However, it now has a golden opportunity to seek convergence with existing regimes, to make a substantial contribution to their improvement and expansion, and to become a formidable co-architect and a leading engineer in the fight against IUU operations. To sacrifice such an important global role for the sake of less cooperative solutions may only serve to perpetuate the tragedy of our ocean.

Sources

http://ec.europa.eu/fisheries/documentation/publications/2015-04-tackling-iuu-fishing_en.pdf

http://www.nmfs.noaa.gov/ia/iuu/noaa_taskforce_report_final.pdf

http://www.nationmultimedia.com/national/EUs-motive-behind-yellow-card-queried-30259466.html

 

 

The US, the EU, and IUU

On 17th June 2014, the White House released a Presidential Memorandum in which some initial measures to combat illegal and unregulated fishing were established. A task force which included representatives from Environment, Commerce, Department of State, Interior, Justice and Defence was integrated with the aim of advising the White House on the design of a comprehensive framework to counteract IUU fishing.

The task force has now passed its recommendations, and opinions are being sought on their implementation from a wide range of stakeholders.

Imports from Sri Lanka have been banned by the EU (photo credit: The Grocer)

Imports from Sri Lanka have been banned by the EU (photo credit: The Grocer)

Amongst other things, the US is seeking to develop in cooperation with RFMOs and other governments catch traceability systems that are compatible with those already established regionally.

The US should do well to look across the Atlantic to the EU’s catch certification system implemented under Council Regulation 1005/2008 (The IUU Regulation). The certification system is already widely used by a large number of exporting nations and has been designed with RFMO and WTO compatibility in mind.

Amongst its strengths is the scheme’s ability to engage exporting flag States in the catch certification process, hence affording a high degree of definition to the general international obligation to cooperate in an objective and transparent manner. Further, by endorsing the catch certificate at point of capture, exporting flag States are, in a single act, publicly assuming their international responsibilities of vessel control, effectively declaring to any purchaser the legality of the catch.

The consequences of illegality being subsequently demonstrated have already been shown, as a number of exporting flag States have been yellow-carded since the scheme came to life in January 2010. Others who had systematically endorsed the legality of IUU products have already seen the large, lucrative European markets close their doors to them, in essence being made to assume to cost of illegal fishing by their fleets. Belize, Guinea, Cambodia and Sri Lanka have all been at the receiving end of this treatment, with Belize being so far the only one re-admitted to trading upon making legislative improvements.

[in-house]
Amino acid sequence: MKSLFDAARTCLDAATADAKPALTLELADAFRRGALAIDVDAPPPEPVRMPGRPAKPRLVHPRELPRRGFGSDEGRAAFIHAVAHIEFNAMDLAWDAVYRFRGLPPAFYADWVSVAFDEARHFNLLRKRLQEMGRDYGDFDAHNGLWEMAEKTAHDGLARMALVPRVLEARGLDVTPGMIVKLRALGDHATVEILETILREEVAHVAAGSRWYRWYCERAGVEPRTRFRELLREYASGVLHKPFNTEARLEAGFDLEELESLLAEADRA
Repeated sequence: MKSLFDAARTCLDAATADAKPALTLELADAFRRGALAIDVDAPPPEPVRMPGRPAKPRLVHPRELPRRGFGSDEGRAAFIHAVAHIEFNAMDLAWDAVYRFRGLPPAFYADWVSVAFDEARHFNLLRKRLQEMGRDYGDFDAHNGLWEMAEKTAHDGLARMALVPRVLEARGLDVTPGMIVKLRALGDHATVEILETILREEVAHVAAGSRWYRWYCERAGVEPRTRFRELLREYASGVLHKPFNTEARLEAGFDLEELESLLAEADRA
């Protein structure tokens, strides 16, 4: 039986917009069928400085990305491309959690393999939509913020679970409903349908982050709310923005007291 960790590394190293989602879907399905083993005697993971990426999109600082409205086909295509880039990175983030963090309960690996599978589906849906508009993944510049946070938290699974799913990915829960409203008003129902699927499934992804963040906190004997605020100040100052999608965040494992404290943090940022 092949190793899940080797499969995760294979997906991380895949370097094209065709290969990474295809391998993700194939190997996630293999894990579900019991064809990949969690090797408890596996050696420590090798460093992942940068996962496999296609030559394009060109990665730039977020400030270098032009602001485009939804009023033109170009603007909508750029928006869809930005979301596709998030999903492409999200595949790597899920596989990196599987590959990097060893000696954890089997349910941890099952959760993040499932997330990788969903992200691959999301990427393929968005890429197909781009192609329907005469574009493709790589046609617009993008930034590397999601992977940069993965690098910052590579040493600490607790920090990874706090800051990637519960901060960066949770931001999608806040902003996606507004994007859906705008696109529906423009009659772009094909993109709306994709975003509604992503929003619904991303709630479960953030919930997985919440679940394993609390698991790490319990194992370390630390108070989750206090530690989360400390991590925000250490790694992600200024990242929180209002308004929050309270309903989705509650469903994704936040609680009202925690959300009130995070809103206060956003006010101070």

In fact, the toothmarks of the IUU Regulation are already visible: The Republic of Korea is tightening controls over its mighty distant water fleet, and Ghana and Philippines have publicly highlighted multiple initiatives to combat IUU fishing since they were notified of a yellow card by the Commission. Even Thailand, who has not been formally warned yet, is reportedly hurrying to improve fisheries controls. Fiji, Panama, Togo and Vanuatu have also addressed structural regulatory deficiencies in vessel control, whilst other countries still under warning (Curacao, St Vincent & Grenadines, Tuvalu, St Kitts & Nevis, and Solomon Islands) are said to be working through their respective regimes.

With the US now looking outward to implement its own trade and traceability system, there is a unique opportunity to strengthen and unify market mechanisms to filter out illegal produce and reward those who are able to demonstrate the legality of their catch.

There is also a unique chance to contributing to strengthen the capability and resilience of the EU catch certificate by making a push towards a joint move from paper to electronic certification – something that would make the traceability element of the certification more reliable and the system in general less susceptible to tampering.

Lastly, electronic schemes capable of coordination should also be capable of integrating two fundamental elements for effectiveness: the ability to trace imports by species, quantity, capture location and nationality, and the ability to marry import data with exporting vessel identity and its VMS readings.

Because, ultimately, only knowing and sharing the truth about capture data will arm regulators with the right tools to defeat IUU fishing.

Sources:

http://ec.europa.eu/fisheries/cfp/illegal_fishing/info/index_en.htm

http://www.state.gov/r/pa/prs/ps/2014/12/235173.htm

http://www.undercurrentnews.com/2015/01/26/thailand-reportedly-scrambles-to-fight-iuu-as-eu-yellow-card-looms/